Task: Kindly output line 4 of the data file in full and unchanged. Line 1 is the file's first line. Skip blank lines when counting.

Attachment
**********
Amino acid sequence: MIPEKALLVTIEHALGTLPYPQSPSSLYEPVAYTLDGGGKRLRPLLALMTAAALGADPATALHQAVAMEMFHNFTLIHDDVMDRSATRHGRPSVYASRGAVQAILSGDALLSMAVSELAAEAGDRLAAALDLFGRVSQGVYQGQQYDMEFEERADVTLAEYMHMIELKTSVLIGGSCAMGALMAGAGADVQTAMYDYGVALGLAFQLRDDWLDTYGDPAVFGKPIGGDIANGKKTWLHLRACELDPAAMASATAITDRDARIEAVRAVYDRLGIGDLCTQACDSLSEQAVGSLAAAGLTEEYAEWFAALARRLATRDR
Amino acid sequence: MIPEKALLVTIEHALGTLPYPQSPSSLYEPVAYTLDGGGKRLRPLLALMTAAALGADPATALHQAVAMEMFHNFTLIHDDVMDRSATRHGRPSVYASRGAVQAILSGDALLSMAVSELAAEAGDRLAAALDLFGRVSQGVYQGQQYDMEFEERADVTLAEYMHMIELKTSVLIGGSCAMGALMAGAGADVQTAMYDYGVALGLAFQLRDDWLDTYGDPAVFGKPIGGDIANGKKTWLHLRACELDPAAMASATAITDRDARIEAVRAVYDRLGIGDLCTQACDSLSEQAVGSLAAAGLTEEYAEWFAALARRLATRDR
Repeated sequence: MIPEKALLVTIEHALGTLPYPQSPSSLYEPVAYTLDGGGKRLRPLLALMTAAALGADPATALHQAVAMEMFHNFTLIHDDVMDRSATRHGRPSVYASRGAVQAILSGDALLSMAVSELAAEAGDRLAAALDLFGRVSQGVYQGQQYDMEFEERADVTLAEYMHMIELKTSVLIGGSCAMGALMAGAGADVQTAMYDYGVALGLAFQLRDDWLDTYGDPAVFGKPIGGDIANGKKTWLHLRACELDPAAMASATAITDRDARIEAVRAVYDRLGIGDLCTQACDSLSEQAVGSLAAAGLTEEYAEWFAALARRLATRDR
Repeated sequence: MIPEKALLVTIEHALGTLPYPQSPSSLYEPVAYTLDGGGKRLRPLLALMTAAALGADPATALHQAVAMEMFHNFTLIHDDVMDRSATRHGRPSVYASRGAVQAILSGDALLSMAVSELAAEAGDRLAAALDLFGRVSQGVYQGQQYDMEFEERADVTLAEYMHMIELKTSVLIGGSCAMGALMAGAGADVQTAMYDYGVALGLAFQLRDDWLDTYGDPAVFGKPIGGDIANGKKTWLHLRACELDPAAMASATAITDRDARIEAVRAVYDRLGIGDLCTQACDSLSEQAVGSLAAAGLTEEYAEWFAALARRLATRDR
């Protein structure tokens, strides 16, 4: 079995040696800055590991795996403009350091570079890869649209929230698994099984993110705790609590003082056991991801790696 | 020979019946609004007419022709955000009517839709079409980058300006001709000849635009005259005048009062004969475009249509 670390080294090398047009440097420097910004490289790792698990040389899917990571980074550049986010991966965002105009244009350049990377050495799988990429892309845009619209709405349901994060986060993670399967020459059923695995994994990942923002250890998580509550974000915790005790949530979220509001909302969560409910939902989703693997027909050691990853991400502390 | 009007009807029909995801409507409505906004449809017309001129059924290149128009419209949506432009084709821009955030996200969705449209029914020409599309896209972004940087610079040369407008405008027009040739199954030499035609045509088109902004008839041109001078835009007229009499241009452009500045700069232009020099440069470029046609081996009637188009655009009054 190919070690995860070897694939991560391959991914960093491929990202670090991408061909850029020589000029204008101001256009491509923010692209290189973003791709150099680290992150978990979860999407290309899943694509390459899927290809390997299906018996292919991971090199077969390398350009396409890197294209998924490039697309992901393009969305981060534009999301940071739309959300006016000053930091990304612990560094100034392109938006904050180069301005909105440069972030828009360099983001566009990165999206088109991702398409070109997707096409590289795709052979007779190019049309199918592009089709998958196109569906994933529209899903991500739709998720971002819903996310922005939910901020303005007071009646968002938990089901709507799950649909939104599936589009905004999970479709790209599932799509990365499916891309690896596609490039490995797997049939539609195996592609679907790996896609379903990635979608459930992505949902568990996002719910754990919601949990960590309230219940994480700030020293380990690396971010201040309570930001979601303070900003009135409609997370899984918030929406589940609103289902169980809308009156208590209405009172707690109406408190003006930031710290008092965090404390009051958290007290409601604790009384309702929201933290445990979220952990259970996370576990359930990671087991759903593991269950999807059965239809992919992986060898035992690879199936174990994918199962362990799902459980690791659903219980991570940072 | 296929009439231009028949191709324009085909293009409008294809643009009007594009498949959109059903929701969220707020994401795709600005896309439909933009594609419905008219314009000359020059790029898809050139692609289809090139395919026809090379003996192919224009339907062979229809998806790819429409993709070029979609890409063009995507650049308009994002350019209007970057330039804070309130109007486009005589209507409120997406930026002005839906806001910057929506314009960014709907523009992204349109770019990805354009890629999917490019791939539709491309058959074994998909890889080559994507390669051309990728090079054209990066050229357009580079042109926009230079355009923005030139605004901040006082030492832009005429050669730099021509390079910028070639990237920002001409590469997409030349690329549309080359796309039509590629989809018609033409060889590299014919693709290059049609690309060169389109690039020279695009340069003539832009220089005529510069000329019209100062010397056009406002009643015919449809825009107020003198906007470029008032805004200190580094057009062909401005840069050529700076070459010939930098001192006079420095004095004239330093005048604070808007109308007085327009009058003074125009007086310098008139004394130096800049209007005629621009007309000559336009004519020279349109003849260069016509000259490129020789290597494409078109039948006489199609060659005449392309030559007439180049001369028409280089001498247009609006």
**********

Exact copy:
Repeated sequence: MIPEKALLVTIEHALGTLPYPQSPSSLYEPVAYTLDGGGKRLRPLLALMTAAALGADPATALHQAVAMEMFHNFTLIHDDVMDRSATRHGRPSVYASRGAVQAILSGDALLSMAVSELAAEAGDRLAAALDLFGRVSQGVYQGQQYDMEFEERADVTLAEYMHMIELKTSVLIGGSCAMGALMAGAGADVQTAMYDYGVALGLAFQLRDDWLDTYGDPAVFGKPIGGDIANGKKTWLHLRACELDPAAMASATAITDRDARIEAVRAVYDRLGIGDLCTQACDSLSEQAVGSLAAAGLTEEYAEWFAALARRLATRDR